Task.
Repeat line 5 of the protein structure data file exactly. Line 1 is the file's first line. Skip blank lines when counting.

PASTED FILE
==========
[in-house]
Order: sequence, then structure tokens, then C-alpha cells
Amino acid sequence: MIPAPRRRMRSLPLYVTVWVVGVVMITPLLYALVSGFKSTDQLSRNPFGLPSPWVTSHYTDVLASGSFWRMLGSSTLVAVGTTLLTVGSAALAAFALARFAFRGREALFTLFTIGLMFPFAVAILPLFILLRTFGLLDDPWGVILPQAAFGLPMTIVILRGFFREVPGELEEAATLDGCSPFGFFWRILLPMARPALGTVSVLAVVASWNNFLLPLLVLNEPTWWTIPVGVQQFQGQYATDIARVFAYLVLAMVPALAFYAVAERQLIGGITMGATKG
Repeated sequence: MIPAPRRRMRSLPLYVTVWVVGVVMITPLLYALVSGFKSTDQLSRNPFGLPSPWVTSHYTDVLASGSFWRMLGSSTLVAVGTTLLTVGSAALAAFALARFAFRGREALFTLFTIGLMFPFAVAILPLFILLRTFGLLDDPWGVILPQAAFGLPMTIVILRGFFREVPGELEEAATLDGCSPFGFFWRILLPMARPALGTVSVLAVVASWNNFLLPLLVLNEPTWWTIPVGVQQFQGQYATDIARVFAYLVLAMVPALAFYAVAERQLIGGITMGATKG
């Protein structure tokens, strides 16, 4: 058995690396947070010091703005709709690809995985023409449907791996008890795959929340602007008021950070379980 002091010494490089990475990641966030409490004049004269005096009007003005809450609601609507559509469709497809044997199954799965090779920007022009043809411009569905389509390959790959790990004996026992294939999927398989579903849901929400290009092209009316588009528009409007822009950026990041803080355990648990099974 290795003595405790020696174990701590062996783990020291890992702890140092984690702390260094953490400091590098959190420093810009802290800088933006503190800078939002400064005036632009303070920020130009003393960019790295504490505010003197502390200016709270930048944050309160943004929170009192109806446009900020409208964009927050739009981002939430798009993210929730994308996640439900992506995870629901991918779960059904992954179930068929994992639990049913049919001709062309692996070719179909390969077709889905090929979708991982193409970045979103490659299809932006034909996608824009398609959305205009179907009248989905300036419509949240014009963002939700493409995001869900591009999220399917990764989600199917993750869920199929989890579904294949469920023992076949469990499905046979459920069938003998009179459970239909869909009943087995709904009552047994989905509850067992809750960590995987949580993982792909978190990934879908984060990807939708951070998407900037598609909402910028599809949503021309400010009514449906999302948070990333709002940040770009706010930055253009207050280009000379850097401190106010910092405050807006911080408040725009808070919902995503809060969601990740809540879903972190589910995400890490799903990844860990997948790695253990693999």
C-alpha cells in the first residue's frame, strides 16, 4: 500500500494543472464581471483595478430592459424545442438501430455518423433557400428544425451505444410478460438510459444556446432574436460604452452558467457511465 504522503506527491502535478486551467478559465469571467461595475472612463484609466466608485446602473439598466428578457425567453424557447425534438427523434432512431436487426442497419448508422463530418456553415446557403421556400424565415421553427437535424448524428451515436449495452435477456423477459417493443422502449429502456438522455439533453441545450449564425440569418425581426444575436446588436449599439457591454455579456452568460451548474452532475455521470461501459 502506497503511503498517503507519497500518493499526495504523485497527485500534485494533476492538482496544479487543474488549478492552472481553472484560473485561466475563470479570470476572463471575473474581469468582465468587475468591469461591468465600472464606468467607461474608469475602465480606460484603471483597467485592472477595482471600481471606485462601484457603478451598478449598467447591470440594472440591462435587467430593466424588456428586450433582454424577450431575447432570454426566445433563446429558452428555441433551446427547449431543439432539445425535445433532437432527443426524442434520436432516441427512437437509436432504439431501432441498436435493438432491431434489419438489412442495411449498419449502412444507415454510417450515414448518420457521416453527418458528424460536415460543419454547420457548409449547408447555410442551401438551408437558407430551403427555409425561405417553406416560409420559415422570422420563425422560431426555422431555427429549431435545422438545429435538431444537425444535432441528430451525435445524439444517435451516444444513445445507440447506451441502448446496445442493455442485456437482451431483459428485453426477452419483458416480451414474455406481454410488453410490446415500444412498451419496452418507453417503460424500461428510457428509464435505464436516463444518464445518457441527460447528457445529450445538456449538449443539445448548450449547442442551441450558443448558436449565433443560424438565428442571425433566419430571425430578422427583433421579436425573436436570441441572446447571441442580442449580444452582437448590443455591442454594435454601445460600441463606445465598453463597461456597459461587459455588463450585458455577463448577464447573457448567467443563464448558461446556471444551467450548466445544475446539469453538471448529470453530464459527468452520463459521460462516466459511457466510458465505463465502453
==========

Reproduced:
């Protein structure tokens, strides 16, 4: 058995690396947070010091703005709709690809995985023409449907791996008890795959929340602007008021950070379980 002091010494490089990475990641966030409490004049004269005096009007003005809450609601609507559509469709497809044997199954799965090779920007022009043809411009569905389509390959790959790990004996026992294939999927398989579903849901929400290009092209009316588009528009409007822009950026990041803080355990648990099974 290795003595405790020696174990701590062996783990020291890992702890140092984690702390260094953490400091590098959190420093810009802290800088933006503190800078939002400064005036632009303070920020130009003393960019790295504490505010003197502390200016709270930048944050309160943004929170009192109806446009900020409208964009927050739009981002939430798009993210929730994308996640439900992506995870629901991918779960059904992954179930068929994992639990049913049919001709062309692996070719179909390969077709889905090929979708991982193409970045979103490659299809932006034909996608824009398609959305205009179907009248989905300036419509949240014009963002939700493409995001869900591009999220399917990764989600199917993750869920199929989890579904294949469920023992076949469990499905046979459920069938003998009179459970239909869909009943087995709904009552047994989905509850067992809750960590995987949580993982792909978190990934879908984060990807939708951070998407900037598609909402910028599809949503021309400010009514449906999302948070990333709002940040770009706010930055253009207050280009000379850097401190106010910092405050807006911080408040725009808070919902995503809060969601990740809540879903972190589910995400890490799903990844860990997948790695253990693999």